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Estimating Condition Number

tlaverne's picture

The convergence of iterative methods like conjugate gradient depends highly on the condition number of the matrix. I use a preconditioned conjugate gradient (with a gauss-seidel preconditionner or ILU(0)) and I would like to know if there is a way to estimate the condition  number of the matrix easily. The matrix system arises from the basic structural equations of mechanic in large deformation. Is there any estimate that can be easily computed (I have in mind a method which uses element aspect ratio for example...). My goal is to have more control on the solving process and to have the ability to predict when the solver will fail.

Thank you !

Moreover if someone knows how to estimate the condition number of the preconditioned system it would be great too (and more accurate)! 


tlaverne's picture

ramdas chennamsetti's picture

R. Chennamsetti, Scientist, R&D Engineers, India

You may find out the largest and smallest eigenvalues of the matrix. Then condition number = Max/min.


tlaverne's picture

As far as I know methods for computing sparse matrices eigenvalues are computationnaly expensive and I would like to avoid the numerical cost of such methods. That's why even rough estimates that could be cheaply computed would be very helpful. But may be is there fast methods to but the two extreme eigenvalues of the spectrum. Any suggestion ?

If you want an order of magnitude estimate then you can note that (for many problems in mechanics) the eigenvalues will have the same orders of magnitude as the diagonal terms of the matrix.  So you can get an estimate of the condition number by just finding the maximum and minimum values of the diagonal terms and finding their ratio.  This approach works reasonably well for fully coupled poroelastic problems where the diagonal terms differ by many orders of magnitude.  However, I'm not sure how well it will apply to your problem.



Temesgen Markos's picture

Some computationally cheap numerical algorithms are there which can give you the  largest and smallest eigenvalues. For symmetric matrices, which I guess is true in your case, this process can even be made more cheaper.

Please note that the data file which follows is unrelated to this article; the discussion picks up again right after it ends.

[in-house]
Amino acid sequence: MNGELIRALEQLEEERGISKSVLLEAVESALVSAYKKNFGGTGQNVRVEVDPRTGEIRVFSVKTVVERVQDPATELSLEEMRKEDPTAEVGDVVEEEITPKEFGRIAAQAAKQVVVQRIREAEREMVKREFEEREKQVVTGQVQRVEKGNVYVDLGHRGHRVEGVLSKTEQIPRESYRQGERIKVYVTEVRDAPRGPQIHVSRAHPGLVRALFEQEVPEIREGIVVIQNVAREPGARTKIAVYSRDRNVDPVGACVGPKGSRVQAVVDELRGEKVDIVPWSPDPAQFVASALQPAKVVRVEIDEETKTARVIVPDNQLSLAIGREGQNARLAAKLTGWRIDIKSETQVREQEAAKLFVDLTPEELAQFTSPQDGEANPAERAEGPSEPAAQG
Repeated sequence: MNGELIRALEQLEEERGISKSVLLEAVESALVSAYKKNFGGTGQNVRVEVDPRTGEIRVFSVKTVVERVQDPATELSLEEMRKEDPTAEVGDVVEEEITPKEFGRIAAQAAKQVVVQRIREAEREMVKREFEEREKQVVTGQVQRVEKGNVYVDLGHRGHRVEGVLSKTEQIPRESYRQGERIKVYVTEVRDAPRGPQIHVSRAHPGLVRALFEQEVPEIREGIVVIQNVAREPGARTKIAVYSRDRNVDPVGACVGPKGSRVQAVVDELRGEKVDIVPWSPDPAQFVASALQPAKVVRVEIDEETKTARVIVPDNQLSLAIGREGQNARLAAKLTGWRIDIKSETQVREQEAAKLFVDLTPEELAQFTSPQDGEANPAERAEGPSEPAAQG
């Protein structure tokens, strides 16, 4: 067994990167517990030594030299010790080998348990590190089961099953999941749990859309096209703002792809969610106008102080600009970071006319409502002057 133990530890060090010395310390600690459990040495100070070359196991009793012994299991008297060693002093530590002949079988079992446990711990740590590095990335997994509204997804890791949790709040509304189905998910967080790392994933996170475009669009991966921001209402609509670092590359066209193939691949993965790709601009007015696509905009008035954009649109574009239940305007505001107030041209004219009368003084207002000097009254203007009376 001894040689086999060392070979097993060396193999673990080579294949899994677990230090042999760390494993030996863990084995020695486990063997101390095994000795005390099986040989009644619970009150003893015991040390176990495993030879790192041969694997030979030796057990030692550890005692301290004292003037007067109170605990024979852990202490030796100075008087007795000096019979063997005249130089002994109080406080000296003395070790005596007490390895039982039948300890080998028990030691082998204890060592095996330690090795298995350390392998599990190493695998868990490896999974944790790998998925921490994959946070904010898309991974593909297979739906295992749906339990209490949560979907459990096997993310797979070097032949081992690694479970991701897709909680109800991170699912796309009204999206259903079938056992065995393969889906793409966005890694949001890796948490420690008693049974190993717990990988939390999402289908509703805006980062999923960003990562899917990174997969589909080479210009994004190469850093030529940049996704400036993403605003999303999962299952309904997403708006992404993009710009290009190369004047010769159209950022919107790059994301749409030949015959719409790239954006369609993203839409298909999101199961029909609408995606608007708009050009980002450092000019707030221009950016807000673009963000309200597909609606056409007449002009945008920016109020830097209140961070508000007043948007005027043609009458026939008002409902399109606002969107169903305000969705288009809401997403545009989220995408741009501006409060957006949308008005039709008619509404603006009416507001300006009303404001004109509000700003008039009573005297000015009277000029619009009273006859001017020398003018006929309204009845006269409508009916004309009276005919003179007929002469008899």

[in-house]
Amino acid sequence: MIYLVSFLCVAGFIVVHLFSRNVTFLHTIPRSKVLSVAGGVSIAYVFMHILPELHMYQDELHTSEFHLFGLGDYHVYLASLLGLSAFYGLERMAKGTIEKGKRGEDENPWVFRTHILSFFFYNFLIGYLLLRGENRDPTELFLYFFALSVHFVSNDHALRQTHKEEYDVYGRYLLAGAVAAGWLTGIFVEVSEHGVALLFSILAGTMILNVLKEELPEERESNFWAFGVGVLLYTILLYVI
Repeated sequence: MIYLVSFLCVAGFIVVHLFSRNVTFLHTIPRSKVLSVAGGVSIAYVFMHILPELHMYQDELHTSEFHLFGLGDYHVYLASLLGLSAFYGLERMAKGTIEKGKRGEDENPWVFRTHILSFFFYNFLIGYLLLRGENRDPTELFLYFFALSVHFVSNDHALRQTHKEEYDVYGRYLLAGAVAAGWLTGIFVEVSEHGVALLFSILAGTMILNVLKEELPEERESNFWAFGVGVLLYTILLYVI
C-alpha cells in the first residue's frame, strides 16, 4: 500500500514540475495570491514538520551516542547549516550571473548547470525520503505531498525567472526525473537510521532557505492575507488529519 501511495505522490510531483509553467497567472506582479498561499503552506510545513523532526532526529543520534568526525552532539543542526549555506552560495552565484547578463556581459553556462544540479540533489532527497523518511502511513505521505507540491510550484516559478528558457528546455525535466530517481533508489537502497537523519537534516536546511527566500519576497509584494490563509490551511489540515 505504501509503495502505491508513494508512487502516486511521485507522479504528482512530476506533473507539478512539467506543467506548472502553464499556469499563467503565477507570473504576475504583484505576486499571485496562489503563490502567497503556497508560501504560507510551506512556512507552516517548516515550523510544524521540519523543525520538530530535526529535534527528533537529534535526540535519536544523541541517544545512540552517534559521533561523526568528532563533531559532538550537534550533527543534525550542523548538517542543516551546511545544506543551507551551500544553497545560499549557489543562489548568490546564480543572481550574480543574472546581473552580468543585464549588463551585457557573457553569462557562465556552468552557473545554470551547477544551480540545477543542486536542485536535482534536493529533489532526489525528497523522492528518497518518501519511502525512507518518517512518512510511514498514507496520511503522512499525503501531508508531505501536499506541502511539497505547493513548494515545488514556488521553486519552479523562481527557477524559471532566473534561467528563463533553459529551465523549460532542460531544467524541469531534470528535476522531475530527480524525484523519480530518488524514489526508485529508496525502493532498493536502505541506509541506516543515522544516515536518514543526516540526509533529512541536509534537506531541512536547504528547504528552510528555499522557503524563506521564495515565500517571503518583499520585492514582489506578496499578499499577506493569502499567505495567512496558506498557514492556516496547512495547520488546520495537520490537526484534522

If you get the book "Scientific computing: an introductory survey" by Michael Heath, read the section "Methods for computing selected eigenvalues".


I have been following this thread with some interest.

I was wondering why is it that the ratio of the max/min eigenvalues does estimate the condition number, esp. for solution via iterative algorithms.

I suppose there ought to be a physically based explanation for this fact. After all, things like this particular ratio are only heuristics. They certainly aren't like corollaries to proved theorems, to be sure! 

If anyone has run into a clear explanation of the reason why this ratio (or similar measures) works, then please leave a note or a link here.

The sought explanation should preferably be in physical terms. However, the explanation could also be stated in "purely" mathematical terms. But if the latter, the explanation should be of the kind that has been written to be understood. ... I do doubt if there is any such explanation here. This seems to be one of those topics about which everyone thinks that someone knows for sure, but in fact, none does, actually!!

Thanks in advance!

ramdas chennamsetti's picture

R. Chennamsetti, Scientist, R&D Engineers, India

Yes, as stated T. Markos, there are algorithms which we will give you directly maximum and minimum eigenvalues. You can make use these for computing condition number.

tlaverne's picture

All for your wise answers! I'll try some implementations on numerical algorithm to compute the extremal eigenvalues and I will compare this to the min and max diagonal terms tosee wether it is an appropriate approximation or not in my case. Is the Lanczos a good choice to compute the eigenvalues followed by a tridiagonal QR ? Yes indeed, the matrices are symmetric.

ramdas chennamsetti's picture

R. Chennamsetti, Scientist, R&D Engineers, India

Dear Ajith Sir,

For a well-conditioned matrix, in general, all the diagonal terms will be of same order. As mentioned by Biswajit Sir, the eigenvalues will be close to diagonal terms for a diagonally dominated matrix.

Now the ratio of the biggest to smallest ( = condition number) should give a smaller number if the matrix is well-conditioned, since all the diagonal terms are of the same order. If condition number is big, that means the order of difference among the diagonal terms is more, this says that the matrix is ill-conditioned.

With regards,

- Ramdas

Temesgen Markos's picture

As rightly pointed out by Ajit Jadhav, this thing is one of those thing that every one "feels" like it works but becomes tricky when asked to prove or give a concrete physical example. I was very surprised that when I checked up my numerical linear algebra books, they just state these things causually and none provide a proper proof or justification.